Meet the Unprecedented Needs for Children in Foster Care
While statewide data lags, it is clear that the number of children entering foster care in Santa Barbara County has skyrocketed. For CASA (Court Appointed Special Advocates) of Santa Barbara County, this has created an immense challenge.
The pandemic already cut its roster of volunteers who help and guide young people by one third, leaving far too many County children without a much-needed advocate on their sides when navigating the complicated juvenile dependency system. While dubbed civil courts, these are the forums where life altering changes about the lives of young children ensnared in a system dubious at providing adequate shelter and well-being are made requiring outside advocates – CASA volunteers – to help provide the best services possible.
CASA staff and its volunteers offer the court important glimpses into children’s needs, often setting them up for a better future. But with pandemic school shortages and a loss of teachers reporting abuse, coupled with an exploding illicit fentanyl trade, more and more children are falling into the cracks.
“I have been working at CASA for 15 years,” says Executive Director Kim Colby Davis, with clear urgency in her voice. “And by far now we are seeing the worst cases I’ve ever seen.”
Colby Davis points to “fentanyl flooding the streets.”
“If you are getting a street drug you have a 50-50 shot you’re getting fentanyl,” she says. “And the kids are paying the price because a parent on fentanyl can’t keep them safe. It’s just not possible. And the cases of human trafficking and sex abuse are off the charts right now. It’s just so much worse than I have ever seen.”
The truly hard part for Colby Davis, her dedicated staff, and volunteers, is that they set out in 2013 to provide every child experiencing foster care a CASA. Despite enjoying that success and building on it, the team is back to stage I, mustering the strength and support to do the same for hundreds more. All in the face of a 30% drop in volunteers, largely fueled by the challenges imposed by the pandemic.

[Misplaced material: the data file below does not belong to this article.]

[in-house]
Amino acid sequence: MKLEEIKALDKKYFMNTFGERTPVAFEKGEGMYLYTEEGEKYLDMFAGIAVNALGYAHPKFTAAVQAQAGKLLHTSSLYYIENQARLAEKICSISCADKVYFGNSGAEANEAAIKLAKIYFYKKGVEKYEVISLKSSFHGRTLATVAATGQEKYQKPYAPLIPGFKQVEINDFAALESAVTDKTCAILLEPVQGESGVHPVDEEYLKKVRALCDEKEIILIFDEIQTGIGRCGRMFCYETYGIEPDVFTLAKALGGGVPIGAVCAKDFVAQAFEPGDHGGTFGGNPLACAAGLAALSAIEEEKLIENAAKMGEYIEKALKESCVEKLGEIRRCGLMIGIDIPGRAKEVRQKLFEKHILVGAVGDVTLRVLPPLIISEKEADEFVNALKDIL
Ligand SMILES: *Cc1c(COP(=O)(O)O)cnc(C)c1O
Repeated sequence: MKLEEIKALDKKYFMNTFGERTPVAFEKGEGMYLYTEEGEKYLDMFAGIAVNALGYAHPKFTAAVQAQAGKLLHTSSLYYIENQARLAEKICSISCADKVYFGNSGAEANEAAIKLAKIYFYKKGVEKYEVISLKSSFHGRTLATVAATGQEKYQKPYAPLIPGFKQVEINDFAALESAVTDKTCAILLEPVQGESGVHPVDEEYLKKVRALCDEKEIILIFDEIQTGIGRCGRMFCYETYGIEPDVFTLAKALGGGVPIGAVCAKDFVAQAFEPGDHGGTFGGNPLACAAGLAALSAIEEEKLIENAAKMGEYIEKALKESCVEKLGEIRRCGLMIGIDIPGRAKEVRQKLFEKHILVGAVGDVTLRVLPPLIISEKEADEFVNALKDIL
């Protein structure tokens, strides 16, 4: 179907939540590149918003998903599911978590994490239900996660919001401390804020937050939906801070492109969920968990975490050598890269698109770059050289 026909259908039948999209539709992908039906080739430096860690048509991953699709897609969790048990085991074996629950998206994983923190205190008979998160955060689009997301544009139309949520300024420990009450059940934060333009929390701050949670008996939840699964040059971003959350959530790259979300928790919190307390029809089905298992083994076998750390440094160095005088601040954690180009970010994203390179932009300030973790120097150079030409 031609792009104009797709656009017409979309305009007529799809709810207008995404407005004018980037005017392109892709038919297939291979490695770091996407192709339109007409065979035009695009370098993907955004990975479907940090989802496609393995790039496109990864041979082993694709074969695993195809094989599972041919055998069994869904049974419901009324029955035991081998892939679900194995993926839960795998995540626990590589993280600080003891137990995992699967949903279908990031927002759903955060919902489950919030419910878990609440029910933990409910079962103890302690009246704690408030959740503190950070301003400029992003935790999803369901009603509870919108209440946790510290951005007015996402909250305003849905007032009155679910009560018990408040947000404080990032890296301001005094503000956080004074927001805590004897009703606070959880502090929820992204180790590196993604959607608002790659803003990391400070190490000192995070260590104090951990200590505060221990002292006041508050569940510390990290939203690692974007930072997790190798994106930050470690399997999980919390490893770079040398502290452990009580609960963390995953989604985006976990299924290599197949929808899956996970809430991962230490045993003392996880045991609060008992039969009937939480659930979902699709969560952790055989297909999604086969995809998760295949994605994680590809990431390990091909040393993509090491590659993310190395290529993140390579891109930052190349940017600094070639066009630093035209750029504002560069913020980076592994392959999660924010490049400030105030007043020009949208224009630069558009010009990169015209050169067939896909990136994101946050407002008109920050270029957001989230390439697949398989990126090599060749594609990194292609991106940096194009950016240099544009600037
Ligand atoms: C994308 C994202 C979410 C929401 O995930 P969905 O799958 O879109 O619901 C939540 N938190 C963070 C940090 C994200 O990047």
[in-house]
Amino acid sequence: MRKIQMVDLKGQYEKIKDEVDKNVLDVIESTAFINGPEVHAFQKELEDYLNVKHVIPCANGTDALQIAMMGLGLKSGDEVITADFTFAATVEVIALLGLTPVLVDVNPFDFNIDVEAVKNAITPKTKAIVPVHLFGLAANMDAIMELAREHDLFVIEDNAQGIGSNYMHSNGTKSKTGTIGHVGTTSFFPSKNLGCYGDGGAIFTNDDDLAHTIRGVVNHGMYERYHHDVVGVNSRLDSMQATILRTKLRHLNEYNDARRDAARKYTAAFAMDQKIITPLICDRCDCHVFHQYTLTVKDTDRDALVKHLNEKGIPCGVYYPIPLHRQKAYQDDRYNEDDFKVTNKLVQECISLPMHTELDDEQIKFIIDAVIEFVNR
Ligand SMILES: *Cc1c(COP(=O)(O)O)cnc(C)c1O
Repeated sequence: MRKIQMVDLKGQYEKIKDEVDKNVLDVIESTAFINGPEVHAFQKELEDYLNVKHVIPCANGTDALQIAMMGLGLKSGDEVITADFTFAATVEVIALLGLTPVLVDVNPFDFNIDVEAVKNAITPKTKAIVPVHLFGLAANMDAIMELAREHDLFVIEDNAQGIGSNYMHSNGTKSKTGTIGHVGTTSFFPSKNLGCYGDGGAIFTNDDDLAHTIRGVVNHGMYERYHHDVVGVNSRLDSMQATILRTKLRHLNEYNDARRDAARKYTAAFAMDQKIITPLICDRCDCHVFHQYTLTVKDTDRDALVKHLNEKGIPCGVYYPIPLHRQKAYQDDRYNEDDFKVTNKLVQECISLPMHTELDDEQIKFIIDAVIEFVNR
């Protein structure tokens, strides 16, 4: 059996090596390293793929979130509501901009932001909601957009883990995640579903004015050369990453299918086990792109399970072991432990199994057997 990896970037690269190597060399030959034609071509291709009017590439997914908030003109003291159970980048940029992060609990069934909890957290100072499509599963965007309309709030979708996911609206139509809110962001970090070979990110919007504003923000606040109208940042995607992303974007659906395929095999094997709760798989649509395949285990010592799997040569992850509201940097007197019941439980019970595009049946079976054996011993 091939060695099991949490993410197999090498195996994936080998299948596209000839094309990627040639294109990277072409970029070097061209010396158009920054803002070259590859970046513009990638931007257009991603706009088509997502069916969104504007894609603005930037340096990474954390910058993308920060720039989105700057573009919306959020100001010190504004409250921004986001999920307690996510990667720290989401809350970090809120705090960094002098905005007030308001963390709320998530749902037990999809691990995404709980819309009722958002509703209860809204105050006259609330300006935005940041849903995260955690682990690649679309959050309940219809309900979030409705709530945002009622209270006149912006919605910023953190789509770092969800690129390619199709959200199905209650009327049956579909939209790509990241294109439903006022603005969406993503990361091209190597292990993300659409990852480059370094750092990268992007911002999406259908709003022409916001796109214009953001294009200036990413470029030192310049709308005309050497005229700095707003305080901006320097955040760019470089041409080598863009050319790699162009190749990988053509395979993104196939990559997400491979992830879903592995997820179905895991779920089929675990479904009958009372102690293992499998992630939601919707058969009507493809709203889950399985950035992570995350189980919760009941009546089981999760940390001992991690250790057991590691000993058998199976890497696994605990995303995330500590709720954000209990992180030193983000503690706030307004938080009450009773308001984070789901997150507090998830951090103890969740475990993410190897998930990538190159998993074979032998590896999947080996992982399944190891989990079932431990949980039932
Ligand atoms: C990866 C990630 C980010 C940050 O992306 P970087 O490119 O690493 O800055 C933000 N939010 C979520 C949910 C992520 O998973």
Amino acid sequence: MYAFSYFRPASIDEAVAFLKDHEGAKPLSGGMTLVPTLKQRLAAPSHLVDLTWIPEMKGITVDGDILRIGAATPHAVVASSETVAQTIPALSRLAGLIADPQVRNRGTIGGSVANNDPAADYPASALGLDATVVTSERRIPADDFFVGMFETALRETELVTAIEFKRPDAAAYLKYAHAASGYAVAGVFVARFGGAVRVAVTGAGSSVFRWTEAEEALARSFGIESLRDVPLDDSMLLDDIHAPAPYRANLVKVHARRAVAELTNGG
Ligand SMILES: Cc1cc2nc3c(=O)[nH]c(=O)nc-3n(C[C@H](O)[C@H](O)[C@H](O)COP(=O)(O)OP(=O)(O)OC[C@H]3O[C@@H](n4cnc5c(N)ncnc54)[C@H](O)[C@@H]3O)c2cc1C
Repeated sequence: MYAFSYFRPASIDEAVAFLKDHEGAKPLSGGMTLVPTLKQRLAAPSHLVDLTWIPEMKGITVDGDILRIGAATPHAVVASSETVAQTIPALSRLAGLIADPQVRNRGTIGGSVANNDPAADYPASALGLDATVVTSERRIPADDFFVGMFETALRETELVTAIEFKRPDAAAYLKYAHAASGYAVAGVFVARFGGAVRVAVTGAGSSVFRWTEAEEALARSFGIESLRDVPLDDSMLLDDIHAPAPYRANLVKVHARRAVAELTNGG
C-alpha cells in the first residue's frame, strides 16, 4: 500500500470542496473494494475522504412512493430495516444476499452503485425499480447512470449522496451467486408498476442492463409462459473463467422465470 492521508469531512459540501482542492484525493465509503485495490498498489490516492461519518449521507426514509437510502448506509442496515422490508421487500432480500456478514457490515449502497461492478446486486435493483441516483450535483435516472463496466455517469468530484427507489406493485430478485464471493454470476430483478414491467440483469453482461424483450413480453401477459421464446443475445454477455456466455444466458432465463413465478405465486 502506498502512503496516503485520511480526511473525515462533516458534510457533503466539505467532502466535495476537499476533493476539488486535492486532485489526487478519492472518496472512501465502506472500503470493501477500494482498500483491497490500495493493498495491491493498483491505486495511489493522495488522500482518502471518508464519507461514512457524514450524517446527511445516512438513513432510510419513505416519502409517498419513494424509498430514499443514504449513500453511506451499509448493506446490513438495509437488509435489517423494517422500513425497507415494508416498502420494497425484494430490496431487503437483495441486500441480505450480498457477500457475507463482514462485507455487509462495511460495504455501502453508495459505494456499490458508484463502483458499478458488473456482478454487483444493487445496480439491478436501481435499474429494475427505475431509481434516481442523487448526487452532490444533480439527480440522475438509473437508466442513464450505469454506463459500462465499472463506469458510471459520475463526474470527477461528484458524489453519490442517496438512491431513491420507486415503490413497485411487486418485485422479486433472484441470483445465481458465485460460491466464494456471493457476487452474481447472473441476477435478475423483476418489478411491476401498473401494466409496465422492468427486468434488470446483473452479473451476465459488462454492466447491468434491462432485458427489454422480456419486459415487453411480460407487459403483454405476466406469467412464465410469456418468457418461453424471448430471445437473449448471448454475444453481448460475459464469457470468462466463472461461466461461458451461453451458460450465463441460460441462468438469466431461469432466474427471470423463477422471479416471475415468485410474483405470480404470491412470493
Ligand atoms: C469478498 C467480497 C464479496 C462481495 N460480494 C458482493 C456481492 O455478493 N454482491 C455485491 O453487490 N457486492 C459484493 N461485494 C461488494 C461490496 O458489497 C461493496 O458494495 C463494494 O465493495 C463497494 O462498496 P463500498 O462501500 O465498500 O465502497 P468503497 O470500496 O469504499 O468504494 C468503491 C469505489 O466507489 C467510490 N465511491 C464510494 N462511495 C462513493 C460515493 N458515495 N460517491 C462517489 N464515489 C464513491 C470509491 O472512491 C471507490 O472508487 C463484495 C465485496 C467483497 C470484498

Coming out of the crisis, and facing this new darker one, the team – which periodically breaks down in tears about the scale of the crisis – is bleary-eyed, tired but resolute.
“When things got ugly, we dug deeper to make sure we get every kid every resource possible,” she says.
But that is not something CASA can do alone. Now more than ever, the kids they serve so comprehensively need your support.
Associate Director of Donor Engagement: Kira Cosio
The mission of Court Appointed Special Advocates (CASA) of Santa Barbara County is to assure a safe, permanent, nurturing home for all abused and/or neglected children by providing a highly trained volunteer to advocate for them in the court system.
Begin to Build a Relationship
We know you care about where your money goes and how it is used. Connect with this organization’s leadership in order to begin to build this important relationship. Your email will be sent directly to this organization’s director of development and/or Executive Director.
I am a direct product of the generosity of CASA donors. Because of you, I had moments of stability, normalcy and pure childlike happiness. On behalf of the children who benefit from having a CASA volunteer in their lives, thank you. I know that it is a choice to support CASA, with so many other worthy organizations, you chose CASA.
Do It. Give This Storied Organization What It Needs
To recruit, train, and provide ongoing support to every CASA volunteer requires $2,600. With more than 100 County children waiting, a $260,000 ask is completely within reason.
So step up as a volunteer, and also make a significant donation.
Before this new wave of entries into the turbulence of foster care, CASA of Santa Barbara County found a way – with your help – to serve every single child in the system: speeding adoptions, reunifications, and setting these resilient young people on a path to success.
A more targeted intervention does not exist. Be a part of a foundational pillar of this community’s future today.
Patricia and Evan Aptaker
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